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I Love You: A Subject-Object Valentine

Why “I love you” is the easiest way ever to remember the difference between subject and object.

By
Mignon Fogarty,
February 7, 2013
Episode #355

Page 1 of 5

valentine subject objectValentine’s Day is coming up, so I thought it would be a good time to say, “I love you.” Not only because I love you, but also because “I love you” is a handy little sentence for remembering the difference between a subject and an object.

Why Do You Need to Know the Difference Between a Subject and an Object?

The first question you should be asking is why you should care about the difference between a subject and an object. Those seems like pretty dry, boring grammar terms.

The reason they matter is that you often have to know whether you’re dealing with a subject or an object to be able to choose the right word. The difference between “who” and “whom,” “lay” and “lie,” and “sit” and “set” all come down to answering the question “Subject or object?” And all the complaints I get about people using “I” when they should use “me” and vice versa also come down to knowing a subject from an object.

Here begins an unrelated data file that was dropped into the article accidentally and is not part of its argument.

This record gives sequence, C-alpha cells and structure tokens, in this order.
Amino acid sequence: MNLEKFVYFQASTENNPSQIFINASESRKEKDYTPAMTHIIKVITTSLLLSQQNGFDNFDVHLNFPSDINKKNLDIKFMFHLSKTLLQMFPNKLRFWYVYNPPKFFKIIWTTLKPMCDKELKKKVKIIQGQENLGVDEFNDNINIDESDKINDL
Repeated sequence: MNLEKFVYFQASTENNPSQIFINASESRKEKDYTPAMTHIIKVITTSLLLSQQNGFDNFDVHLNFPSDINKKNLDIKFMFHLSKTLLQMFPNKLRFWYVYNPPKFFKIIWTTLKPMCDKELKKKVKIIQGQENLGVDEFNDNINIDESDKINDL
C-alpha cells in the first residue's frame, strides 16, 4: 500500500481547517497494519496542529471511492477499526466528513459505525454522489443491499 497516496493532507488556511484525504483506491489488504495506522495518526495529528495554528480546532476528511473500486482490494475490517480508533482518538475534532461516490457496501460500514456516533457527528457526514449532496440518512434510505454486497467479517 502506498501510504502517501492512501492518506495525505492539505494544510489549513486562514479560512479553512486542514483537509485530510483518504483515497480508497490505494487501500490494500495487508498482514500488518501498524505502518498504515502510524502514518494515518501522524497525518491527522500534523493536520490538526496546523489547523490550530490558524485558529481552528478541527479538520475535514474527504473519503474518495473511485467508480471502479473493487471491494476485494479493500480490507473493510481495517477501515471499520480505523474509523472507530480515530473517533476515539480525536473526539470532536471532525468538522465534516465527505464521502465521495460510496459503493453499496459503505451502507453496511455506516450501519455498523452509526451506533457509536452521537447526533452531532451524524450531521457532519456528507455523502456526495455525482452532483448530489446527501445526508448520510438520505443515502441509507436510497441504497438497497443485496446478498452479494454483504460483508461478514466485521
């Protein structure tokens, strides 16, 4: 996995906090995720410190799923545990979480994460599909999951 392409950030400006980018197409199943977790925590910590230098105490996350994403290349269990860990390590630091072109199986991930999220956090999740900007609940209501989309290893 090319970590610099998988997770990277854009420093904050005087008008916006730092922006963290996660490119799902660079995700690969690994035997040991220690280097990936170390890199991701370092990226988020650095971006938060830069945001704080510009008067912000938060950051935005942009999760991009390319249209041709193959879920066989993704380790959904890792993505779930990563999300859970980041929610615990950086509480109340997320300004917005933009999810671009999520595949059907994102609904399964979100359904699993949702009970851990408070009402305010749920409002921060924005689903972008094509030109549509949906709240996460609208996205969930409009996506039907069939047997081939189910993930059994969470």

Subjects Are Often at the Beginning of a Sentence

Typical English sentence order is subject-verb-object, or as the experts like to call it S-V-O. That means you often find the subject at the beginning of a sentence and the object at the end (or at least after the verb), and this is true of our little sentence “I love you.” “I love you” is a subject-verb-object sentence.

What Is a Subject?

Subjects do something or are something. In this case, the subject is “I” and is doing some loving.

What Is an Object?

Objects receive the action or have something done to them. In our sentence, “you” is being loved. It’s the target of the love.

If I love you, you are the object of my affection, and the word “you” is the object in my sentence.

Next: Examples of Subjects and Objects in Sentences

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